Health officials pushed to consider cannabis as an alternative to addiction-causing opioids.
The expansion of cannabis access is moving forward by fits and starts in Florida. But for one state senator, a key group of the state’s residents are still being underserved by current regulations. On Wednesday, Gary Farmer, a Broward County Democrat, pushed for the elimination of the $75 annual fee for medical marijuana identification cards for veterans.
In front of the state Senate’s health care appropriations committee, Farmer expressed his dismay that Florida’s 1.5 million vets “should have to pay for the right for the eligibility to get legal medical treatment,” reports Orlando Weekly.
The state senator reminded the committee of the myriad costs that veterans must navigate in the state’s medical system, including fees for doctor visits and treatment costs.
“So many of our veterans are just struggling so much and I think many of them, frankly, aren’t even aware that this alternative treatment is there,” said Farmer.
His remarks come at a time when Florida officials are pushing to widen access to the state’s medical marijuana program, which was overwhelmingly approved by voters back in 2016. Governor Ron DeSantis has issued an ultimatum to legislators to remove a ban on smokable medical cannabis by March 15.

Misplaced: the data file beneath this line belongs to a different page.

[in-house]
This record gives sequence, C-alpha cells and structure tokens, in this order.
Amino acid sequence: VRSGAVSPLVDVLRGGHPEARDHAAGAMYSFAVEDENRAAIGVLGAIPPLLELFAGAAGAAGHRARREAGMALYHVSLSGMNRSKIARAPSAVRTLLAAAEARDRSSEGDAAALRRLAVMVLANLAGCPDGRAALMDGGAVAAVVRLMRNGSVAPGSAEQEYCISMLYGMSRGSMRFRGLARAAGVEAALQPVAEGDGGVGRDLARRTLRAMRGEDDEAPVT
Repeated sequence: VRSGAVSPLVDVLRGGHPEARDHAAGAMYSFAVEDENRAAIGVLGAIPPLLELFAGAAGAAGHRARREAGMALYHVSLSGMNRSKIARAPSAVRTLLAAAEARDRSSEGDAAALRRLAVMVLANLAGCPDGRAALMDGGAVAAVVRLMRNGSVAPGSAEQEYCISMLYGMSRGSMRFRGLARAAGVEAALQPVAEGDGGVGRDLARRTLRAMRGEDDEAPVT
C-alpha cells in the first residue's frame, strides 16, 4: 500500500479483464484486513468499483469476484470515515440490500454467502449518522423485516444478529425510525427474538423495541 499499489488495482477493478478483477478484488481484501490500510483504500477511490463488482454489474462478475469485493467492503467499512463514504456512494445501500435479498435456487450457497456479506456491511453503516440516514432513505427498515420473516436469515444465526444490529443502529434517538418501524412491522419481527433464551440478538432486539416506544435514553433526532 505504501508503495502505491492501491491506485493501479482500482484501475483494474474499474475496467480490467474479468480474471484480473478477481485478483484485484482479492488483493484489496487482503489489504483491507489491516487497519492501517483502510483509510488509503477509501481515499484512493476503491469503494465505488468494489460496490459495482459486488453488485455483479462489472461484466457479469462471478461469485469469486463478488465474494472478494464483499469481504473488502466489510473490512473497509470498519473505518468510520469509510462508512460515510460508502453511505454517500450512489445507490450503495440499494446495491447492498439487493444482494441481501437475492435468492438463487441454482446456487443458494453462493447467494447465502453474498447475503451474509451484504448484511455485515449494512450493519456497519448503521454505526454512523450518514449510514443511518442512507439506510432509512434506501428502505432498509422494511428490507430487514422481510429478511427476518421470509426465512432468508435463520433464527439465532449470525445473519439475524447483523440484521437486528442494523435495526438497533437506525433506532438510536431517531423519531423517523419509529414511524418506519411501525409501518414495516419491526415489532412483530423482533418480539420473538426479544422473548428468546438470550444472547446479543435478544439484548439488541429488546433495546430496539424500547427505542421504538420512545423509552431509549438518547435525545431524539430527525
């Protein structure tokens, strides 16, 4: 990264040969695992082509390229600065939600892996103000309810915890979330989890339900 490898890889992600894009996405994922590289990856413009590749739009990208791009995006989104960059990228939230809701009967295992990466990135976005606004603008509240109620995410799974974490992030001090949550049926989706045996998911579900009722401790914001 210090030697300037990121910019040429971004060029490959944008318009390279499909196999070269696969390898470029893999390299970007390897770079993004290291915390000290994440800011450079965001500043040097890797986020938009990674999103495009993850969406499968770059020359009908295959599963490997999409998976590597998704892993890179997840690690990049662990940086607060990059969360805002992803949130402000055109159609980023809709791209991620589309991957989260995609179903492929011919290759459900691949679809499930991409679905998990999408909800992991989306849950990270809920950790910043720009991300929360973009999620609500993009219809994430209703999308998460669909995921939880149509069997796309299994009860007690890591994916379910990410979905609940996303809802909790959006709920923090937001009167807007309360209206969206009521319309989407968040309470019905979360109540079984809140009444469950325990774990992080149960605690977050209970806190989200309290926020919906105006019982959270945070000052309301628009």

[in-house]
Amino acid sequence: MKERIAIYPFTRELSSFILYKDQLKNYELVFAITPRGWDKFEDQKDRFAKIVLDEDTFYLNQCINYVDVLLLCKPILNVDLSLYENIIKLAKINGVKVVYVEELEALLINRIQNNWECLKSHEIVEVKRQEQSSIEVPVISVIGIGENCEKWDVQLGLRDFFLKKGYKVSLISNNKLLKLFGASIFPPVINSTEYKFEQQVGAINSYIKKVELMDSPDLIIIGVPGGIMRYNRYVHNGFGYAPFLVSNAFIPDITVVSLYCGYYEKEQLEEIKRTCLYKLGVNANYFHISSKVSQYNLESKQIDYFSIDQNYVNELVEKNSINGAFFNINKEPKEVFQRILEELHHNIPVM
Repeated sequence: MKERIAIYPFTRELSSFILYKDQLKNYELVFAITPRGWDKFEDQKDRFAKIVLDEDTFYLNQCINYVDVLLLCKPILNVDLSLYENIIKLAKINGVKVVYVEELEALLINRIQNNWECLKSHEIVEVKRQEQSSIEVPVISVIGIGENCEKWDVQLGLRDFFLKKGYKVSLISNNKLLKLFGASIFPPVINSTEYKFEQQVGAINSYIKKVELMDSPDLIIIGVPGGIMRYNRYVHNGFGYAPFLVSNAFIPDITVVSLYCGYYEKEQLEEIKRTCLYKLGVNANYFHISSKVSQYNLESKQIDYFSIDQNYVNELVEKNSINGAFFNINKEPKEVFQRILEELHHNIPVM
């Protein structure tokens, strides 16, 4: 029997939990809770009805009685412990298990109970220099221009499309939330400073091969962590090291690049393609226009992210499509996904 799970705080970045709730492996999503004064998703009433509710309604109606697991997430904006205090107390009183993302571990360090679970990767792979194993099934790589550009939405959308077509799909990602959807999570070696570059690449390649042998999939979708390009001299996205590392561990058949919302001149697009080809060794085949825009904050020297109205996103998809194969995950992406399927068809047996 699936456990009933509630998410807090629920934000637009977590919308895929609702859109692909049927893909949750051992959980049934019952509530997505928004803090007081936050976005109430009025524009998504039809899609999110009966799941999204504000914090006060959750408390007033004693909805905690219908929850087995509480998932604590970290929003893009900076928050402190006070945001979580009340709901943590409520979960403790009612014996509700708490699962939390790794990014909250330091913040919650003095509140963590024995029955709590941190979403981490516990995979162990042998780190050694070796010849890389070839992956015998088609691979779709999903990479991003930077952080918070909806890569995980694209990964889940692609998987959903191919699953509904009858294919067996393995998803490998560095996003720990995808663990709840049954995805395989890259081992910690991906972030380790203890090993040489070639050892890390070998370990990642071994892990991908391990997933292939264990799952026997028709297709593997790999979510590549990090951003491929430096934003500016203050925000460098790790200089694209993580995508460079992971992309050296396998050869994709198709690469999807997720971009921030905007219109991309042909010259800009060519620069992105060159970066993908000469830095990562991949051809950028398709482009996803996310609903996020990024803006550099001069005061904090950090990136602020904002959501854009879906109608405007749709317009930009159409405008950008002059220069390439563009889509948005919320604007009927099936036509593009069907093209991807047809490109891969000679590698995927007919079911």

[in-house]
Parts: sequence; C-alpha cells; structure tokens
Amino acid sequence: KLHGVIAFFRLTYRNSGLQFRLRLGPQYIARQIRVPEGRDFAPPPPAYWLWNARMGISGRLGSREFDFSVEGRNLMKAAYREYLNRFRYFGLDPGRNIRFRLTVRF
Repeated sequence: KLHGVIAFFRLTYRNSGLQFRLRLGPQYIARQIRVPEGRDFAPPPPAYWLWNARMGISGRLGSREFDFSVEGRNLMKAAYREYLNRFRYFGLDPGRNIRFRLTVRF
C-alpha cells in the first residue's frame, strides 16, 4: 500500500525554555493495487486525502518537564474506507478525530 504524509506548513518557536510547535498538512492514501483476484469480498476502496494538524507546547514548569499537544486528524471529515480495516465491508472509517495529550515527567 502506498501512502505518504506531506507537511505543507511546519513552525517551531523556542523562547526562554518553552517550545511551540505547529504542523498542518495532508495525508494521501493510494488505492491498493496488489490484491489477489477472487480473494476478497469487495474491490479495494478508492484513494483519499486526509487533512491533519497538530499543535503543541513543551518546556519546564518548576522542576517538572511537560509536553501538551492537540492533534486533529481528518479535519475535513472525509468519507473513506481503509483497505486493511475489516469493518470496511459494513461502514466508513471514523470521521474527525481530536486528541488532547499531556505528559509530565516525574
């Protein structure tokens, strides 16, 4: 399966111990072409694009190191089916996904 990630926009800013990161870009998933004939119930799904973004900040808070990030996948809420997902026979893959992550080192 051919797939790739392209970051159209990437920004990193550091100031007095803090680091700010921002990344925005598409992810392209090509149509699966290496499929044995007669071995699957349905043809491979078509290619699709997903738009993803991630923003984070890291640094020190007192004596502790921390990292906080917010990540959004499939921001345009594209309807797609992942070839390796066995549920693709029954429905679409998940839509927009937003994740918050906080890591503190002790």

On Feb. 2, a Leon County circuit judge formally upbraided state health officials and legislators for a cap on cannabis dispensaries that she said, “erects barriers that needlessly increase patients’ costs, risks, and inconvenience, delay access to products, and reduce patients’ practical choice, information, privacy, and safety.”
Farmer’s recent remarks underline the fact that veteran access to cannabis is no inconsequential issue. Studies have confirmed that US veterans are far more likely than the general population to seek medical cannabis and support the widening of patient access to the federally restricted drug.
Veterans’ attraction to medical marijuana is not surprising, given that they are more likely to suffer from chronic pain and many of the other health conditions that have been proven to improve with cannabis usage. The US Department of Veterans Affairs has found that between 11 and 20 percent of Iraq War veterans suffer from PTSD, which studies have suggested may be alleviated by the use of cannabis.
Despite the fact that some veterans have literally been the first in line to buy marijuana when their state legalized the drug, cannabis access for many is fraught. In Missouri, veteran health officials recently clarified that given federal prohibition, veterans receiving VA care are at risk of losing their benefits entirely. In Washington, a bi-partisan duo of congresspeople sponsored legislation last year that would have supported vets seeking cannabis access.
Farmer also noted to the committee that, should veteran access to medical cannabis expand, vets may be less likely to seek opioid pain medications that have a high potential to be abused. The White House’s Secretary of Veteran Affairs Robert Wilkie has indicated that veterans are twice as likely to die from a drug overdose involving an opioid. The national military health system has devoted efforts in recent years to combat the issue.